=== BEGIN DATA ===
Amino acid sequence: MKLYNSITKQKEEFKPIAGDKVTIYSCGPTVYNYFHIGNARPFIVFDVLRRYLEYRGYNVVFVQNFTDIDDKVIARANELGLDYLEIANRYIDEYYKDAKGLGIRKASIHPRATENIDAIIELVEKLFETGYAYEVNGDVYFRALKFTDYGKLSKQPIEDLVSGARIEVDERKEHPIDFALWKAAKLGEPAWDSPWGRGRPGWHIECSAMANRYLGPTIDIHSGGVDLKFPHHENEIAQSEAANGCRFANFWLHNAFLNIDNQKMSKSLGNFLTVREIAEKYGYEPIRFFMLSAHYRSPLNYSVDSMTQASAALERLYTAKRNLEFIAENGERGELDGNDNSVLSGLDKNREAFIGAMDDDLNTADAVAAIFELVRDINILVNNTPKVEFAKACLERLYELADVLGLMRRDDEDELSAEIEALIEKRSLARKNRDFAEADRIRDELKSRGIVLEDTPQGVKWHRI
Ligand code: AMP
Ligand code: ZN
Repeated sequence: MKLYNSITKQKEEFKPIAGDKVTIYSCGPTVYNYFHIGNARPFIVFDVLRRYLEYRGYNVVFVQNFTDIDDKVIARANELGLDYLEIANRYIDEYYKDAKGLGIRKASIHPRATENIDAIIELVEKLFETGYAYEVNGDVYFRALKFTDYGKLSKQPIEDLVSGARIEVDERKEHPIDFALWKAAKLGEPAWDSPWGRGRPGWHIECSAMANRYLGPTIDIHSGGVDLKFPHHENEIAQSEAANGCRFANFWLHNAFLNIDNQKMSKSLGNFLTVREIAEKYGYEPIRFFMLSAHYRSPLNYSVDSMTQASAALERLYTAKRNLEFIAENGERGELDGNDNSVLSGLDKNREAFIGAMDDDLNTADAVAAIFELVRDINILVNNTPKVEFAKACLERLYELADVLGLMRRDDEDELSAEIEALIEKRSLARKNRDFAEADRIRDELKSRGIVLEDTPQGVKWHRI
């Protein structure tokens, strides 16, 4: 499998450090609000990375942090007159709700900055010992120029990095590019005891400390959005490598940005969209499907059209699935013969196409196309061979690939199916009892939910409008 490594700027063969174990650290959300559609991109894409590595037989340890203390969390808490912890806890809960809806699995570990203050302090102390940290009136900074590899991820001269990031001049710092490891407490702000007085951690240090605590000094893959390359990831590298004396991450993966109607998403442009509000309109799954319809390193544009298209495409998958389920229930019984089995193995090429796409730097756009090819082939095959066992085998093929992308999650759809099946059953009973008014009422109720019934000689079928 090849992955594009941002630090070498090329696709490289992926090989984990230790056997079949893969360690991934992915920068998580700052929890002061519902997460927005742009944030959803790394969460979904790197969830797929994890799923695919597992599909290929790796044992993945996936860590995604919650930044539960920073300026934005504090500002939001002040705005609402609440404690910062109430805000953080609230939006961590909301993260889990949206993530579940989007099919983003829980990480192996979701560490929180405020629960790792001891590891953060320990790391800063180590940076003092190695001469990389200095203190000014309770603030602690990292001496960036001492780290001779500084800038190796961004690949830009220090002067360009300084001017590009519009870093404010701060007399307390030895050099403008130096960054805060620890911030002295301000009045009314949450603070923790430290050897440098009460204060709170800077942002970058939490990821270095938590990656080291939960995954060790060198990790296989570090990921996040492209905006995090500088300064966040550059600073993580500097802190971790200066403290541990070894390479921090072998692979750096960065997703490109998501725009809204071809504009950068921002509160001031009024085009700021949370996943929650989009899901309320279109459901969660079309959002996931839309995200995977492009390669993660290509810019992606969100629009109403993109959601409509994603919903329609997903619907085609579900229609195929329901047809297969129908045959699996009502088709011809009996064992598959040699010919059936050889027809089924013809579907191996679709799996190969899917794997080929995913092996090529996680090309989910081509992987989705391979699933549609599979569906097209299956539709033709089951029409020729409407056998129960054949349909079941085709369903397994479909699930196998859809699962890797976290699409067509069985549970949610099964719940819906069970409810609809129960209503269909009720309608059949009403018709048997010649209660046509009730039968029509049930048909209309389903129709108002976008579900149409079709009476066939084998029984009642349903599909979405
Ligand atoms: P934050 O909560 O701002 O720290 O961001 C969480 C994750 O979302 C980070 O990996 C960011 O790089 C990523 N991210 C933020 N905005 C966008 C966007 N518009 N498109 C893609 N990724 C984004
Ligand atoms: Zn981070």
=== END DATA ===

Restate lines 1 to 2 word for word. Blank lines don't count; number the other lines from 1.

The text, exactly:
Amino acid sequence: MKLYNSITKQKEEFKPIAGDKVTIYSCGPTVYNYFHIGNARPFIVFDVLRRYLEYRGYNVVFVQNFTDIDDKVIARANELGLDYLEIANRYIDEYYKDAKGLGIRKASIHPRATENIDAIIELVEKLFETGYAYEVNGDVYFRALKFTDYGKLSKQPIEDLVSGARIEVDERKEHPIDFALWKAAKLGEPAWDSPWGRGRPGWHIECSAMANRYLGPTIDIHSGGVDLKFPHHENEIAQSEAANGCRFANFWLHNAFLNIDNQKMSKSLGNFLTVREIAEKYGYEPIRFFMLSAHYRSPLNYSVDSMTQASAALERLYTAKRNLEFIAENGERGELDGNDNSVLSGLDKNREAFIGAMDDDLNTADAVAAIFELVRDINILVNNTPKVEFAKACLERLYELADVLGLMRRDDEDELSAEIEALIEKRSLARKNRDFAEADRIRDELKSRGIVLEDTPQGVKWHRI
Ligand code: AMP